(sketch by Kenny Laing)
Maggie Wall. - Story of a Perthshire Village.
In a wood by the side of the road from Aberuthven to Dunning, Perthshire, there is a heap of grey stones with a cross on top, and the inscription "Maggie Wall, burnt here as a witch, 1657".
Dunning is a quaint old village with an ancient thorn tree planted to commemorate some obscure rising, and the medieval custom of ringing the curfew every evening at eight o'clock. The church, too, is worthy of close study and could afford interest to anyone who might care to trace the history of the village. The inhabitants, though, are inarticulate--they cannot express themselves--for when I asked the man who rings the curfew the meaning of certain cryptic signs in the church wall--"Ah," he said, "I couldn't just tell you". Neither could I derive further information concerning "Maggie Wall".
But, going back to Aberuthven that evening, I pieced together what few facts I had gathered or surmised, and filled in the details according to the picture my imagination had made.
It was only twelve years since Prince Charlie had made his desperate effort to win his throne and his glory, and nearly everyone in Dunning had lost someone in his cause. And after her death the old men of the village recalled the queerness of Maggie Wall just before that dreadful time. She had been seen in the churchyard in the moonlight at nights, when the frost lay thick and white on the hard ground, and the very bats were still and the owls silent, uncannily silent. People swore to lights in the kirk, and to strange marks of disturbance round the foot of tombstones.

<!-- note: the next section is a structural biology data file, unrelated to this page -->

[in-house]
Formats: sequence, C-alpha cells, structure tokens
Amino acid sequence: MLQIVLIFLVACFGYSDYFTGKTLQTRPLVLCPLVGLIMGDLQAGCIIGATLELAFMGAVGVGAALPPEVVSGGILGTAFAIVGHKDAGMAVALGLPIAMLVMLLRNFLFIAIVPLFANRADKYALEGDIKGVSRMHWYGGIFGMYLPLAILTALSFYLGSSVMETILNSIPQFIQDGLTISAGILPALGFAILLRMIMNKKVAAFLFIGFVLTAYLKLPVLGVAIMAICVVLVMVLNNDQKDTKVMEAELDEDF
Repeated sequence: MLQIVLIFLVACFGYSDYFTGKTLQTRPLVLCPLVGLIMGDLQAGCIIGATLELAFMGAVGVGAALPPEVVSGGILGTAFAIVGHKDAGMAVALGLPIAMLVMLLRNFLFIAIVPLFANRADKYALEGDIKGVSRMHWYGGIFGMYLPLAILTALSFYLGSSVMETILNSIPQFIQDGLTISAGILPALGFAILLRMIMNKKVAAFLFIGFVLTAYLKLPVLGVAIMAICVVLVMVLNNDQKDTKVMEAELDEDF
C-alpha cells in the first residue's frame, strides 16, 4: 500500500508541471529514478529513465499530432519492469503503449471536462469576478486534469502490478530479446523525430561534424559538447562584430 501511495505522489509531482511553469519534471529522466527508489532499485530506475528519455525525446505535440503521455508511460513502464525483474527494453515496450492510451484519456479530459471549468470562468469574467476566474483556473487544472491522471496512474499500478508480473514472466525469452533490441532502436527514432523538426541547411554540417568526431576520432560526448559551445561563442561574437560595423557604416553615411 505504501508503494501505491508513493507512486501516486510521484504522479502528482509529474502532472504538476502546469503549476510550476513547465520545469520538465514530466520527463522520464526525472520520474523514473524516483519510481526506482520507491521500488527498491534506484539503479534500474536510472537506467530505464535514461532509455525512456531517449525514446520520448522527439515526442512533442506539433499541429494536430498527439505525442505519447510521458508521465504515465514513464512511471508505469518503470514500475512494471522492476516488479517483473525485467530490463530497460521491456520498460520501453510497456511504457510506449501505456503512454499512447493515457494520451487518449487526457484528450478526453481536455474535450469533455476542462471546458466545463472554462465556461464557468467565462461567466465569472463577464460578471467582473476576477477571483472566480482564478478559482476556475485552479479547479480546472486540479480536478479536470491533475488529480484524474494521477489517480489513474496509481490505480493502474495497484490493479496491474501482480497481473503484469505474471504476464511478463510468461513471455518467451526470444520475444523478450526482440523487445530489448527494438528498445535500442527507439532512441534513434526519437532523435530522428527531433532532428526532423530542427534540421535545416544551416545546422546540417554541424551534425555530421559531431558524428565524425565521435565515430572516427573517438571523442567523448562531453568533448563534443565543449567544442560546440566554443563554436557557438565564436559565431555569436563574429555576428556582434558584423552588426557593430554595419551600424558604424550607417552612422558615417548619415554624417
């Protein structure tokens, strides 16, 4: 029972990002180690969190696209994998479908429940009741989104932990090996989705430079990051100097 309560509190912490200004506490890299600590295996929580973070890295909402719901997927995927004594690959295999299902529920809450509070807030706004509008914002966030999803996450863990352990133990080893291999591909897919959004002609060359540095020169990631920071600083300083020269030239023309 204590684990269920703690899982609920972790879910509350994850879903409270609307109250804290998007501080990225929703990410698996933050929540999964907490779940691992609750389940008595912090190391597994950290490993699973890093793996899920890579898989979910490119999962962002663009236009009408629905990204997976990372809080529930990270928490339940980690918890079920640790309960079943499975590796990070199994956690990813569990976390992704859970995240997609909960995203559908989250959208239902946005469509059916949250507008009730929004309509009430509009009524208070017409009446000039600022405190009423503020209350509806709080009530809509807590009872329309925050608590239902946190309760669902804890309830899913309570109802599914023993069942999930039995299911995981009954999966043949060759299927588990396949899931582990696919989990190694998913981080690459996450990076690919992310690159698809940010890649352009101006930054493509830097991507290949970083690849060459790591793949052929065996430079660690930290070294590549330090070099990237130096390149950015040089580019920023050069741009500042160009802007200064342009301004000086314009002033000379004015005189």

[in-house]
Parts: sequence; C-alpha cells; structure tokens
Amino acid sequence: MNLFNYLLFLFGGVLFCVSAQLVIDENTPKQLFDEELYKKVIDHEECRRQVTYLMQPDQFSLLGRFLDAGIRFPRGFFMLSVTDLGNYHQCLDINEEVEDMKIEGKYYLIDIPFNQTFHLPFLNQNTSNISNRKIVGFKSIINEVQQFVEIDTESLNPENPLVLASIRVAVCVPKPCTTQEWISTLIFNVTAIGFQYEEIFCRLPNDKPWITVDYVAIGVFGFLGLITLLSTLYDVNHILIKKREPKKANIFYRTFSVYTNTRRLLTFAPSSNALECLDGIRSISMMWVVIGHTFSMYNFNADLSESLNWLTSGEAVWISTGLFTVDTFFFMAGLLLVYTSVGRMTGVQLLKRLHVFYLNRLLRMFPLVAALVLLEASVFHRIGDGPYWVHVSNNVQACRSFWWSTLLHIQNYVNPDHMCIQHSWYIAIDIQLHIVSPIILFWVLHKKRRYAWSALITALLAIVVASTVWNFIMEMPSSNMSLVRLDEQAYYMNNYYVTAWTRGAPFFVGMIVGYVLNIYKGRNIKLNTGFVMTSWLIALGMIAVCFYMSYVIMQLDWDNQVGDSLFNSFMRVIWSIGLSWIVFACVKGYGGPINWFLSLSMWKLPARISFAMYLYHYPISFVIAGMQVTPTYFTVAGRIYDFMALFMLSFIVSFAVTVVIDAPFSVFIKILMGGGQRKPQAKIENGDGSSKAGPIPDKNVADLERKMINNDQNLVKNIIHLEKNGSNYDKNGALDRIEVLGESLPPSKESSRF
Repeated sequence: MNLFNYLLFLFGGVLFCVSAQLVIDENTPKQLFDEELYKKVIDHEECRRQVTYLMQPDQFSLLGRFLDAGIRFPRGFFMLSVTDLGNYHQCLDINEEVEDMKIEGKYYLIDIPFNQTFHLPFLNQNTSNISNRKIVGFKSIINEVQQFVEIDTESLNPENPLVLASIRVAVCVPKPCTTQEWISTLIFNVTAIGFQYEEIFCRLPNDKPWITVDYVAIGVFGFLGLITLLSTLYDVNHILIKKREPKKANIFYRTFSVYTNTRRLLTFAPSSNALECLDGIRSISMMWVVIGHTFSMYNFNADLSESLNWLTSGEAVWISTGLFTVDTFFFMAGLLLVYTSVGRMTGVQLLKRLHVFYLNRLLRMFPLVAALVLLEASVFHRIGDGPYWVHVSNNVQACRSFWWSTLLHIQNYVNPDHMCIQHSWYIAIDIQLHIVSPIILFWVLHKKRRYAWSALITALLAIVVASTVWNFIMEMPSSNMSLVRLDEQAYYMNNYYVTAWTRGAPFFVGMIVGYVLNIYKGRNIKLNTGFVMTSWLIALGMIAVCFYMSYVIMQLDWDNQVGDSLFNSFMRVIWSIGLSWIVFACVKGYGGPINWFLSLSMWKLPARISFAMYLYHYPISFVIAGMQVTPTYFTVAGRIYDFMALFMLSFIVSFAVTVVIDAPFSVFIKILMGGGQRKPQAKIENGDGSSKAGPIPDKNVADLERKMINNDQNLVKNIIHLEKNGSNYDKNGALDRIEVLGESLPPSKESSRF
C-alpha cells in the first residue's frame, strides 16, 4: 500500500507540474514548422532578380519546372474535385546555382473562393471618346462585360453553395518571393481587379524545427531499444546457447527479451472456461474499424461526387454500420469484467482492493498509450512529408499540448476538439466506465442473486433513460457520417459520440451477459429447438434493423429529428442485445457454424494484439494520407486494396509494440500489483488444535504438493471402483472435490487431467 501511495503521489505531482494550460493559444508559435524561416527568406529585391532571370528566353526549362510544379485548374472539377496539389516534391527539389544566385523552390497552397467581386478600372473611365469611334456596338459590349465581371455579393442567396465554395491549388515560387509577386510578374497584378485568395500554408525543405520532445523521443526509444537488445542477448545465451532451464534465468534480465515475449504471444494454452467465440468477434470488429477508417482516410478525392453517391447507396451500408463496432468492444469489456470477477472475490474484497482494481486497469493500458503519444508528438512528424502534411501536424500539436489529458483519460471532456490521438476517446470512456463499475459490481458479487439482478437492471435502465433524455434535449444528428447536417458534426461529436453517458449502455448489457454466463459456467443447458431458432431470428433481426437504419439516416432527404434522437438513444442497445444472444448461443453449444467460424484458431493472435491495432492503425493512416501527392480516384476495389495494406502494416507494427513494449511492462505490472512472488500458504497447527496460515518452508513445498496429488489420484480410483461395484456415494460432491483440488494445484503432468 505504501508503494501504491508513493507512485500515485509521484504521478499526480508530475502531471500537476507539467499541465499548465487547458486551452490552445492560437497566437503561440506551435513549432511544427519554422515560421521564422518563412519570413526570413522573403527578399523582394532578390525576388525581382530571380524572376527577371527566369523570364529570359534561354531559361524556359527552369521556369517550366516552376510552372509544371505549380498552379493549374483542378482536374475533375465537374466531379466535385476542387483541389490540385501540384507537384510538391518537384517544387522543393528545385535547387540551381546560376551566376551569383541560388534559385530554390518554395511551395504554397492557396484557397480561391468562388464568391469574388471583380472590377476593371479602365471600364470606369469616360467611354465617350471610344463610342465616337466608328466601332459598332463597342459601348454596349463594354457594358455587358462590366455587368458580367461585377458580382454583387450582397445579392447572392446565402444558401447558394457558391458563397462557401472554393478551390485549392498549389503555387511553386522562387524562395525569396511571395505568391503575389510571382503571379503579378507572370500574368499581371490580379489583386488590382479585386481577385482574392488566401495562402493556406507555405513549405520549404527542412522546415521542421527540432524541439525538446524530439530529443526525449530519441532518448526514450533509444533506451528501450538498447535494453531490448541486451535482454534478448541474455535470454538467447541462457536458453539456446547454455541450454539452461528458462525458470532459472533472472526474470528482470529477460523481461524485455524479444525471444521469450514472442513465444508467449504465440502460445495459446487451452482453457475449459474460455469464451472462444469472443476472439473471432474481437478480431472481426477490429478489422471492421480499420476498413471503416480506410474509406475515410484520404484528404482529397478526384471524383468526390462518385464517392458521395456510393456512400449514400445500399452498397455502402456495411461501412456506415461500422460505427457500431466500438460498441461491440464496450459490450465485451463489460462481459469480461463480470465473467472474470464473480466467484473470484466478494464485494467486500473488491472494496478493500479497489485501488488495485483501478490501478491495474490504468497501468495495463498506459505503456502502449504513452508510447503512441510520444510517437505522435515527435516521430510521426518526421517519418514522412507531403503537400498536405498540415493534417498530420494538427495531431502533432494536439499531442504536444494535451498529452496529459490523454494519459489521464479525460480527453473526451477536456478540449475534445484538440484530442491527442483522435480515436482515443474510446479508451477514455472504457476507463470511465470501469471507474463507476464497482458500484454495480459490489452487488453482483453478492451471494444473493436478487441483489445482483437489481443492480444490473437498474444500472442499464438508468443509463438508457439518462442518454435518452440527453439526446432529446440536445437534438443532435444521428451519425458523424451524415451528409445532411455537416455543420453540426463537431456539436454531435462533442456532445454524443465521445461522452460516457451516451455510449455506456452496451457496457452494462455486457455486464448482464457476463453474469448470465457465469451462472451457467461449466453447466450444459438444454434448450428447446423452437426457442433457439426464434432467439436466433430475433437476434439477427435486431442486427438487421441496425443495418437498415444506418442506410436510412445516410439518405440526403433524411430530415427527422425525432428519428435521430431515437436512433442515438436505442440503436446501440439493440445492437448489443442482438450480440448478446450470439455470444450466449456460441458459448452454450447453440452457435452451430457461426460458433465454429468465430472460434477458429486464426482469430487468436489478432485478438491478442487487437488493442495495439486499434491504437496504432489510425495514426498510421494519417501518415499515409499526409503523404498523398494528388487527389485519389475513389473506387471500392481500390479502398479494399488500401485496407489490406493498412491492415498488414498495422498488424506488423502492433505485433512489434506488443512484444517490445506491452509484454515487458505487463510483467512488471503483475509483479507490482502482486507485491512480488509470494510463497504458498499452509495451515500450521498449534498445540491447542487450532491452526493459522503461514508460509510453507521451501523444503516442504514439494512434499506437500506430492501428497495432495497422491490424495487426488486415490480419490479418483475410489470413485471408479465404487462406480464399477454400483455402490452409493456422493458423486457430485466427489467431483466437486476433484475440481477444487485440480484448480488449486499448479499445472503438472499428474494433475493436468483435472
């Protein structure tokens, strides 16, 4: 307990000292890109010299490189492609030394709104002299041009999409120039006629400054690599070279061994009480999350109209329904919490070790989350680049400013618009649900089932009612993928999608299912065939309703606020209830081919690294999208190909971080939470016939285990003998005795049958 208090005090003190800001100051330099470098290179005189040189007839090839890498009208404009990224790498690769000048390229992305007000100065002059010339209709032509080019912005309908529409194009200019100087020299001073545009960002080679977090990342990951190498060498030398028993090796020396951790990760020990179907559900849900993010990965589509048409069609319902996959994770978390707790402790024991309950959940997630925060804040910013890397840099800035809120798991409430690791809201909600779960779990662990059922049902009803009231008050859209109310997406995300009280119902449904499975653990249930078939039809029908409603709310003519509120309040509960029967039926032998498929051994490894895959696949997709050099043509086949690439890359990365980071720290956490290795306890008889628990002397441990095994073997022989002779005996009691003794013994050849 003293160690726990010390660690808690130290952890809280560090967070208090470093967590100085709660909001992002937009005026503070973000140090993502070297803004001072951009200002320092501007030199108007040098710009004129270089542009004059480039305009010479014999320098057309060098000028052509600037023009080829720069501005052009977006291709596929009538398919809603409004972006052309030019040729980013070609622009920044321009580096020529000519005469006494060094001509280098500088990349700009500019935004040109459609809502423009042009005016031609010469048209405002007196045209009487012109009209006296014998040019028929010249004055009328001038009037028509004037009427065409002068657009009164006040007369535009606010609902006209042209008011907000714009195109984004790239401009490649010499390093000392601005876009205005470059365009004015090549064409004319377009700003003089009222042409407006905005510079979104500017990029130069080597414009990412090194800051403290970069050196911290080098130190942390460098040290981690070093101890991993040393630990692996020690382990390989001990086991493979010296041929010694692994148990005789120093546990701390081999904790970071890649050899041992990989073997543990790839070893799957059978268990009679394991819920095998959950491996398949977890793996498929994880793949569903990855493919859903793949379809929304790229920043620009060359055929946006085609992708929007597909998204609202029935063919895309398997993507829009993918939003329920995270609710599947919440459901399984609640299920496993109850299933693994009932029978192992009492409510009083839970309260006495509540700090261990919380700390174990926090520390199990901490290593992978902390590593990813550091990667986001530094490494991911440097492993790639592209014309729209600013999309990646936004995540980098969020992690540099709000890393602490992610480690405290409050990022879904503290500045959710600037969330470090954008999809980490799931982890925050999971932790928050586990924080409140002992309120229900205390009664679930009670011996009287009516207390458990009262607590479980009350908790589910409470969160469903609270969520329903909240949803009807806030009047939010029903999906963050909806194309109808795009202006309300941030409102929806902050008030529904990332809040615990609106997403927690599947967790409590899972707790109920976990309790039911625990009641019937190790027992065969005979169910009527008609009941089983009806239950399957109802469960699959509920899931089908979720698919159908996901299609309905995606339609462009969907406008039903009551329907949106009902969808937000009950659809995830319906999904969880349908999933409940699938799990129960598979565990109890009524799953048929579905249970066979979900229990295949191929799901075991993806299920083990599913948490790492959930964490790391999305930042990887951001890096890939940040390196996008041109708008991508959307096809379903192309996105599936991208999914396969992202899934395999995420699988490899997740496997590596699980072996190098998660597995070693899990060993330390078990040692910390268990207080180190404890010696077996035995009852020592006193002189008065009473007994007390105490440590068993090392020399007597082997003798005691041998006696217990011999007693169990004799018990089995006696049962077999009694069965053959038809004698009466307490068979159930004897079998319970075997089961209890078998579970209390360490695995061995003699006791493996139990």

At the time they had treated old Maggie with awe--respect, too--for she had a simple knowledge of herbs and their medicinal purposes. She could cure fevers and ease women and quieten children---if she was in the humour.
But then, in the March of 1657, following a hard winter when potatoes and oats were terribly scarce, there had been an epidemic that had affected all the children, and carried off many of the older people too. At the beginning of the outbreak a woman went up to Maggie's lonely hut, and inquired as boldly as she dared if Maggie would come down and heal her children and other sick children in the village. But all her entreaties were useless, and after standing outside the hut in the driving wind and rain for more than an hour, she had to return and inform her neighbours that she was unsuccessful for, after receiving the answer "No" to her first question, there had been no other sound from Maggie's hut.
They did not realise that it had been a hard winter for Maggie too, for she was half starved and half frozen, and far too accustomed to independence to think of asking for assistance from anybody.